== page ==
[Marxism] privatizing the grid--a local perspective

Richard Menec bookfind at mymts.net
Thu Feb 9 20:20:09 MST 2012

"DW" <dwaltersmia at gmail.com>

> My lunch time reply to Richard, et al on the issue of energy.

I'm not sure why DW is responding in the way he is.  My post was simply to 
add a residential component to what were some very thoughtful suggestions 
from Hans.  Doing so does not mean I'm an advocate of "personal decisions" 
or "individual" solutions to the enormous problems we face, so I'm more than 
a bit puzzled.  I've spend a half lifetime around construction sites 
(residential, agricultural, commercial) as framer, job supervisor, and 
consultant.  I've kept my eyes open and made inquiries which included some 
reading (Stuart Chase's 1925 "The Tragedy of Waste" was my starting point), 
and the energy waste to be calculated from faulty orientation alone is 
phenomenal.  Picture massive highrises with glass walls facing north and 
shuttered or shaded southern exposures in a Manitoba climate, where 
temperatures frequently drop to -40 C in the coldest months of January and 
February.  Take your time; let it soak in!

But let's take Mr. Walter's comments at face value; let's assume he's 
correct.  And then let's look at a flow chart --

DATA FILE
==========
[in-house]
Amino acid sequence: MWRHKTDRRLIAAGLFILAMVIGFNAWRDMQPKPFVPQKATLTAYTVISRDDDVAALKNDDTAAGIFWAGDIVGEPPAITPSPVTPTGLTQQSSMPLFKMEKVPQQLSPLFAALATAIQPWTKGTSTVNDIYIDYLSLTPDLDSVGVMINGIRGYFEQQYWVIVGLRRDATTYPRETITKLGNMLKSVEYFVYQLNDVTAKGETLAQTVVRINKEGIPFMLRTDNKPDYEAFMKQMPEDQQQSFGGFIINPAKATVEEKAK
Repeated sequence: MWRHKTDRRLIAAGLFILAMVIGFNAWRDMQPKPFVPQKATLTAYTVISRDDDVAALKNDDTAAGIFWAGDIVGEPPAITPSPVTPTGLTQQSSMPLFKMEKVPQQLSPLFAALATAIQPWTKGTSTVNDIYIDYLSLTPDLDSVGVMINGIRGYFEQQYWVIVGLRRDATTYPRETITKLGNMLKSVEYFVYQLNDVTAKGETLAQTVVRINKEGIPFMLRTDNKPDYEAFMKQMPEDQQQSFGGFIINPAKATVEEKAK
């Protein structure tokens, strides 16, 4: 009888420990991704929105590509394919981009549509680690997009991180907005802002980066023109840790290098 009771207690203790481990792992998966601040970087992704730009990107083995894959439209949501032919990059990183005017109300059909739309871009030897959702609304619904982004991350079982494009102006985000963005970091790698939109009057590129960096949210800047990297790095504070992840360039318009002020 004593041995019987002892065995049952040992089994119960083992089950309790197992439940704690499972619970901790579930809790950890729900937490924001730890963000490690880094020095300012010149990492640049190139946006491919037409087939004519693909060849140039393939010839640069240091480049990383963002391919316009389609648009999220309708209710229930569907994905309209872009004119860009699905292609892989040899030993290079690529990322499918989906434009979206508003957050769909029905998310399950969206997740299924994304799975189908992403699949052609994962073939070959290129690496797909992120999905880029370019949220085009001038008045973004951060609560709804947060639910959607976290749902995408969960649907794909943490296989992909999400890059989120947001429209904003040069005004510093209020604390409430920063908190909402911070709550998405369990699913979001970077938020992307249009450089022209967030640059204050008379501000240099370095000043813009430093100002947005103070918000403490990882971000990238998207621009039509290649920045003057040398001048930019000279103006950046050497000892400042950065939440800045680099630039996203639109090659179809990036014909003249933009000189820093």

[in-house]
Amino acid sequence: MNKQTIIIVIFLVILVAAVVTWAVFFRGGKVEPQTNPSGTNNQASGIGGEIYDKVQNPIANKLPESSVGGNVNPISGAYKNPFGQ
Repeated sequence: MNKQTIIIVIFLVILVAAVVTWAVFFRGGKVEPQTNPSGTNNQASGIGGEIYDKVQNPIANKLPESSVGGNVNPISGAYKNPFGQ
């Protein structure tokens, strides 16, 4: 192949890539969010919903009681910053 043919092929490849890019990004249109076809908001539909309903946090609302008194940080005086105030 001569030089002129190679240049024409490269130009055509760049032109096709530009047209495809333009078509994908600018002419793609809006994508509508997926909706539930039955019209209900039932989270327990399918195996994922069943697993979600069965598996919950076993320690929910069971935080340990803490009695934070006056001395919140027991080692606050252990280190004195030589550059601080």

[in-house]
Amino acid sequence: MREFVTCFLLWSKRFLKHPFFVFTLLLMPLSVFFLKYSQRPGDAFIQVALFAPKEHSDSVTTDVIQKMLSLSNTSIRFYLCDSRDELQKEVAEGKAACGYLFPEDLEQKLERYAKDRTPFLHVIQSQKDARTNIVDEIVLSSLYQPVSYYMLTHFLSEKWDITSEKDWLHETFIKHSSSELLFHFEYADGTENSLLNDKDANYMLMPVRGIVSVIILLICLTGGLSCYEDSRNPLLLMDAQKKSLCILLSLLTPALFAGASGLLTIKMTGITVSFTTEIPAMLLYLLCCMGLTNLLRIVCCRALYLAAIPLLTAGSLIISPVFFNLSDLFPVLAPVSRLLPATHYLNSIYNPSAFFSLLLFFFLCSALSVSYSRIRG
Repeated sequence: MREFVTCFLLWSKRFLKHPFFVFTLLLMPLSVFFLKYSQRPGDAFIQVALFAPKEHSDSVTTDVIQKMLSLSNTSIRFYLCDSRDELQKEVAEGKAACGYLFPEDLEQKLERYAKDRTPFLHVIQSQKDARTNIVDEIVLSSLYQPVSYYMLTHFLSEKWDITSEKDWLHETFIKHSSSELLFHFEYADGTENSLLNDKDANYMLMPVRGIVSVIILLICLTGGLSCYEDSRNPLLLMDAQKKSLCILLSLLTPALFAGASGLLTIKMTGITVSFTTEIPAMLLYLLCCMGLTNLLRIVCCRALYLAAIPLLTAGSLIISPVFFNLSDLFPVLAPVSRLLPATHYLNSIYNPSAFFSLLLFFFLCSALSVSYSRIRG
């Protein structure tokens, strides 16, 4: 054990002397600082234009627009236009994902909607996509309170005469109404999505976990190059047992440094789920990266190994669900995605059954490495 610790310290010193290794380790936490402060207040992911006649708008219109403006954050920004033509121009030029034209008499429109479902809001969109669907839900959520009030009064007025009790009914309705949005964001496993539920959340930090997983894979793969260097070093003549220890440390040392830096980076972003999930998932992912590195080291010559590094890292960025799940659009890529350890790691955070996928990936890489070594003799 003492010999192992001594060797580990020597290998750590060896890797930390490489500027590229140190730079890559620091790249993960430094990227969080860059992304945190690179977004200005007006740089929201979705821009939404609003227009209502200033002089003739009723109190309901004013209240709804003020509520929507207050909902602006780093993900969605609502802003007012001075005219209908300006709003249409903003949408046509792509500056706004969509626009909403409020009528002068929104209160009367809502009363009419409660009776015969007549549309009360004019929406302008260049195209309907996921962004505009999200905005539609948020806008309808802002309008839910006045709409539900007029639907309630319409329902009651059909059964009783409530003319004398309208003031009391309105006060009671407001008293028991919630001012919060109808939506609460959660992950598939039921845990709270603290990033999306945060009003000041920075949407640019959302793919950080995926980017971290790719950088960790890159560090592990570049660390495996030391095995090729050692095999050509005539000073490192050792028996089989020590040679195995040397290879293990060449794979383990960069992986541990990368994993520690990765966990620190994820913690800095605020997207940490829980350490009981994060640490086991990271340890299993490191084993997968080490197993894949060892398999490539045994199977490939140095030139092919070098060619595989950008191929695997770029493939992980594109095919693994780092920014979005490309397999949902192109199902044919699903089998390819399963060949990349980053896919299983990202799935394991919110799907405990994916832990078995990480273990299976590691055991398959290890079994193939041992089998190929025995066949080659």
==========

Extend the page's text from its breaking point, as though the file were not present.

http://www.physorg.com/news/2011-04-energy_1.html -- and, apart from the 
incredible amount of wasted energy (58%!) -- identify what's missing from 
the diagram.  As a builder I'll tell you what's missing from this diagram. 
We could standardize our National Building Codes to ensure proper 
orientation to or away from the sun, depending on our location, and couple 
that with a few tweaks like insulation and shading and reduce total energy 
needs by half or more.  I've experimented with this on residential housing 
and reduced energy use by over 70%, and I'm not talking new construction 
here (which is even easier in terms of energy savings), but renovated older 
buildings.  So let's go back to that flow chart after we've saved all this 
energy, which we know is possible unless we've still got our heads stuck in 
the sand.  All the ratios on that chart will still be more or less the same, 
but the totality of energy use will have dropped substantially.  Solar will 
still have a miserly appearance even though it accounts for most of the 
savings gained.

I understand the urgency of the matter, and can see why people like George 
Monbiot and Mr. Walters think nuclear is the only solution.  Whatever is 
decided (if anything is indeed decided!) a massive public works program will 
be required to try and limit the effects of global warming. I think we can 
achieve a quicker and more environmentally sound result with retrofits and 
changes to our Building Codes along with many of the other excellent 
suggestions Hans has already commented on.


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